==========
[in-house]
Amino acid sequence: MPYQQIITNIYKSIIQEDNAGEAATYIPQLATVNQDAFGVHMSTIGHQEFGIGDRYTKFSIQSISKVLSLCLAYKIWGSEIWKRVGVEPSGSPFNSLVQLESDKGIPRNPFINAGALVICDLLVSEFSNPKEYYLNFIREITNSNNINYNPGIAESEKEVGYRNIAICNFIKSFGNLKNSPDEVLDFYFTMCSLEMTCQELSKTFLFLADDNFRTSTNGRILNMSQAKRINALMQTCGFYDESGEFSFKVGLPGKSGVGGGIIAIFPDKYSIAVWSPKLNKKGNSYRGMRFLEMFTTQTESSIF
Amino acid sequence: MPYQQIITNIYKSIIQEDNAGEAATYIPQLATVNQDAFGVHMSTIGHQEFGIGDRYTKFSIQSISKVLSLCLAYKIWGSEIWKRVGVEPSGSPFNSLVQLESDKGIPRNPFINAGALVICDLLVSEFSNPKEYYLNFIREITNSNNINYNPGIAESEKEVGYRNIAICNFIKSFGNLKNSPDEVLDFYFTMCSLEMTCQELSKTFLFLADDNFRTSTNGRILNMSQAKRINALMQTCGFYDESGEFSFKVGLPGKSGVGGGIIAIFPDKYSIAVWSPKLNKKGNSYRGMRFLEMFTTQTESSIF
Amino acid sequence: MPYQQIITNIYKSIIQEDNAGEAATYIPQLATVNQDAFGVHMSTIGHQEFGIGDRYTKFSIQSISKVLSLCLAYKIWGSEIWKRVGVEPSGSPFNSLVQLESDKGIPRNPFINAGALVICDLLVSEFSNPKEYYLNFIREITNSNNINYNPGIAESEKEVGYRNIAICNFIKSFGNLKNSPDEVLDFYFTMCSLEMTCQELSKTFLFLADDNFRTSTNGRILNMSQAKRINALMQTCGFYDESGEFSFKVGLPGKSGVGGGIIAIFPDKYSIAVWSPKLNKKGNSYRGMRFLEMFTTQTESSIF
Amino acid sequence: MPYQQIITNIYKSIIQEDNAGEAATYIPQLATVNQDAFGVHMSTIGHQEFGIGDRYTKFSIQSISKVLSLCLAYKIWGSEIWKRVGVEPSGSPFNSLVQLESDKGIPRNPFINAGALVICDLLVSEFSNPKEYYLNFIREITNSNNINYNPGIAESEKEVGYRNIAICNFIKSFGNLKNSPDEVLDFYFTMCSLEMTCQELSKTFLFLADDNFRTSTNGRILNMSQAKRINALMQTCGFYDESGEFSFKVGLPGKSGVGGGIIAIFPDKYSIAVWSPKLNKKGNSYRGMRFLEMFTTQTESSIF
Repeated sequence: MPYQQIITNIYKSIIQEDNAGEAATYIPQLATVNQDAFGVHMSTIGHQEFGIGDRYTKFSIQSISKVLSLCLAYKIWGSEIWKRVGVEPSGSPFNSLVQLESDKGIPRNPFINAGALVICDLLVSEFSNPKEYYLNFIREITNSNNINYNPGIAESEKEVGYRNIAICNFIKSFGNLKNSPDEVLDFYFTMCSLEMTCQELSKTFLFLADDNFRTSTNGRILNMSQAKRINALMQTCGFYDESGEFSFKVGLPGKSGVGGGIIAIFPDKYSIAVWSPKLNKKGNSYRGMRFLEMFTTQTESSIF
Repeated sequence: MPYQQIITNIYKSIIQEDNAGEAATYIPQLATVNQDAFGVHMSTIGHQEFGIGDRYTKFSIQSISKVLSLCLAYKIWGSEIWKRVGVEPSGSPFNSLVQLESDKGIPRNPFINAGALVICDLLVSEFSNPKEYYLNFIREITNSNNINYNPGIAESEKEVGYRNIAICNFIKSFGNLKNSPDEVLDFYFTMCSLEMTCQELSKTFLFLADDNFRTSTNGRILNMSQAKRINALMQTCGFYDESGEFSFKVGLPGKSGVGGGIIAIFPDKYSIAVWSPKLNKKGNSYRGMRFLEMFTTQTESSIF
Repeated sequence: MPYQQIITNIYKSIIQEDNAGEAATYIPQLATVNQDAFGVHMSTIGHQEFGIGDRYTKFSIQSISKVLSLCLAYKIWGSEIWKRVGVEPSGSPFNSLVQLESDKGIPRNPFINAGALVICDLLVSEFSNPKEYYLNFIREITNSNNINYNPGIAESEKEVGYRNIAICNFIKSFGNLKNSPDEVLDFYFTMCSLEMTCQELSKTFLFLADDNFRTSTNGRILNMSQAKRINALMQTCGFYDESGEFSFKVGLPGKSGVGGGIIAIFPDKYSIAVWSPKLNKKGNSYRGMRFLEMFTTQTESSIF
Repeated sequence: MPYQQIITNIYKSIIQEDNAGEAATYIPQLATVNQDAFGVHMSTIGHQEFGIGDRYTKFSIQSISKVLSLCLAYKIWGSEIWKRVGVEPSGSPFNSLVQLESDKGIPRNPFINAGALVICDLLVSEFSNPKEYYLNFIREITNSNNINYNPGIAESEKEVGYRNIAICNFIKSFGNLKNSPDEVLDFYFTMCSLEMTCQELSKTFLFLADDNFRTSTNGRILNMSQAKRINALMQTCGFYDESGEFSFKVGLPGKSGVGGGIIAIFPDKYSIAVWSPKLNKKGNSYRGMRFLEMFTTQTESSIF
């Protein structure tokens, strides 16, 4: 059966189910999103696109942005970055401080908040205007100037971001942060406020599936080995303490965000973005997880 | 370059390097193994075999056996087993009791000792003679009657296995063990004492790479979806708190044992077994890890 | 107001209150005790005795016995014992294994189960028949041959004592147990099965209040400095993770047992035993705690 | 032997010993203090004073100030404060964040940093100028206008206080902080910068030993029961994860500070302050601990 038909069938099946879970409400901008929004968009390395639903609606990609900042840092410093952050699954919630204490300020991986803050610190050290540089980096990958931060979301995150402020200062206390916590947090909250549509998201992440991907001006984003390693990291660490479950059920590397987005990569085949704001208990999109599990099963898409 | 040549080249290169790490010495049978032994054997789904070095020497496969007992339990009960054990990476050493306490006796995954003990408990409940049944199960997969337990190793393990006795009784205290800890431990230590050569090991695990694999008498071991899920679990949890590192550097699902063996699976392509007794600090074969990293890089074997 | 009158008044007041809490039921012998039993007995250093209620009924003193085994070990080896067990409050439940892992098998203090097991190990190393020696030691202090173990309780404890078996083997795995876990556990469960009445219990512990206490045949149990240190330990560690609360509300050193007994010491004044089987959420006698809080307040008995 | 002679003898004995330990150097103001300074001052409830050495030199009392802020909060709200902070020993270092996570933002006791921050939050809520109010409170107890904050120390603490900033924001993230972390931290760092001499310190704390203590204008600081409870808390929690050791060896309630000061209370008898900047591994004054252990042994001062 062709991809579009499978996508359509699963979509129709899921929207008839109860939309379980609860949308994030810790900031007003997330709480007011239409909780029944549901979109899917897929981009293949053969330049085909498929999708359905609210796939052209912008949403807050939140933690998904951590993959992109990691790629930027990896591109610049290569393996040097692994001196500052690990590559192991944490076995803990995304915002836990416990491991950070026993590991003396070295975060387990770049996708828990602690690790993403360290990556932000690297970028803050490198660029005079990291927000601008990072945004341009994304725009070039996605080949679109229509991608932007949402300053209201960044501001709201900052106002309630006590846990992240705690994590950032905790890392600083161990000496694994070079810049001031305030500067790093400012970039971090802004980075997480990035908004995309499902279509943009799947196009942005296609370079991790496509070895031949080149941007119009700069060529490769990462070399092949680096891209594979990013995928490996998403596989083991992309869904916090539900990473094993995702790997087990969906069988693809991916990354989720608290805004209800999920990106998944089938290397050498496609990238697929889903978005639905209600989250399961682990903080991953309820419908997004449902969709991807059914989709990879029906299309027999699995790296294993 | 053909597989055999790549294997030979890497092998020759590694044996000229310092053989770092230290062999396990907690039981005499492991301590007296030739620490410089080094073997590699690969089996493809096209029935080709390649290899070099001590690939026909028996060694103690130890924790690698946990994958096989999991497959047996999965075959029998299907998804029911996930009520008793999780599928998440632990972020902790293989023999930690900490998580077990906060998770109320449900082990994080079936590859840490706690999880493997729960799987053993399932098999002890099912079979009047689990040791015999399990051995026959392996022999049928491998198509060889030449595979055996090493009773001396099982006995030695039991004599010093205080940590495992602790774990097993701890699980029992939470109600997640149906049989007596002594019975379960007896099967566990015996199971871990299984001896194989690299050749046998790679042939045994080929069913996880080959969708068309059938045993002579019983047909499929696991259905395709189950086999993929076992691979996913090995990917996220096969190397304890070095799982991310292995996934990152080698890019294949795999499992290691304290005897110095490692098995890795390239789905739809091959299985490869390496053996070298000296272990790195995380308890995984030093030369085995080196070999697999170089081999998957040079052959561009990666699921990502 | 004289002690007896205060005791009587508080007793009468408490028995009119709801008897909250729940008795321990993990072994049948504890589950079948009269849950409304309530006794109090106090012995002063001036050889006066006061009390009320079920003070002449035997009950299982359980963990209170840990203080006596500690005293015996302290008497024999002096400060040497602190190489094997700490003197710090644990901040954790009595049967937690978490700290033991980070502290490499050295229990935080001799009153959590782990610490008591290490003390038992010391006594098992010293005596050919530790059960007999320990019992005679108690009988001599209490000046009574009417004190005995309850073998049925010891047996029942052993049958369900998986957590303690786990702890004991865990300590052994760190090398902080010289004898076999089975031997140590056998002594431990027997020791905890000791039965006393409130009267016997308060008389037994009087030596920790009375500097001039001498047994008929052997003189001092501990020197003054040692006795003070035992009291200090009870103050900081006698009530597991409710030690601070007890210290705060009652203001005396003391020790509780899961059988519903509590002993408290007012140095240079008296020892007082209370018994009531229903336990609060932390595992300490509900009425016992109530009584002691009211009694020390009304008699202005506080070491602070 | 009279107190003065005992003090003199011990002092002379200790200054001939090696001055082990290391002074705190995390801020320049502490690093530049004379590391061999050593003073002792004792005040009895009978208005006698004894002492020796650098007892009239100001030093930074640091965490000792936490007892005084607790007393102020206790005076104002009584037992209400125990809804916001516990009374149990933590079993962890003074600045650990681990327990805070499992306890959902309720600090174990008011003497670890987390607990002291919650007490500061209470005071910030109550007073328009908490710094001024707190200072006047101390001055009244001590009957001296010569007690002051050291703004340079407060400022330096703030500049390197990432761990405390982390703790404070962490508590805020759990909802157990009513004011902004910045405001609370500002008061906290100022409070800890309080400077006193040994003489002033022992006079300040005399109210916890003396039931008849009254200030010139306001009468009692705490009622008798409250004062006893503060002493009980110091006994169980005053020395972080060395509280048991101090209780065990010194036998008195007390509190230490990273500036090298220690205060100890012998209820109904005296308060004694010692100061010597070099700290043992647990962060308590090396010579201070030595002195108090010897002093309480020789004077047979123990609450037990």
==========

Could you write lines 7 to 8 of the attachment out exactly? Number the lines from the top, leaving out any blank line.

Repeated sequence: MPYQQIITNIYKSIIQEDNAGEAATYIPQLATVNQDAFGVHMSTIGHQEFGIGDRYTKFSIQSISKVLSLCLAYKIWGSEIWKRVGVEPSGSPFNSLVQLESDKGIPRNPFINAGALVICDLLVSEFSNPKEYYLNFIREITNSNNINYNPGIAESEKEVGYRNIAICNFIKSFGNLKNSPDEVLDFYFTMCSLEMTCQELSKTFLFLADDNFRTSTNGRILNMSQAKRINALMQTCGFYDESGEFSFKVGLPGKSGVGGGIIAIFPDKYSIAVWSPKLNKKGNSYRGMRFLEMFTTQTESSIF
Repeated sequence: MPYQQIITNIYKSIIQEDNAGEAATYIPQLATVNQDAFGVHMSTIGHQEFGIGDRYTKFSIQSISKVLSLCLAYKIWGSEIWKRVGVEPSGSPFNSLVQLESDKGIPRNPFINAGALVICDLLVSEFSNPKEYYLNFIREITNSNNINYNPGIAESEKEVGYRNIAICNFIKSFGNLKNSPDEVLDFYFTMCSLEMTCQELSKTFLFLADDNFRTSTNGRILNMSQAKRINALMQTCGFYDESGEFSFKVGLPGKSGVGGGIIAIFPDKYSIAVWSPKLNKKGNSYRGMRFLEMFTTQTESSIF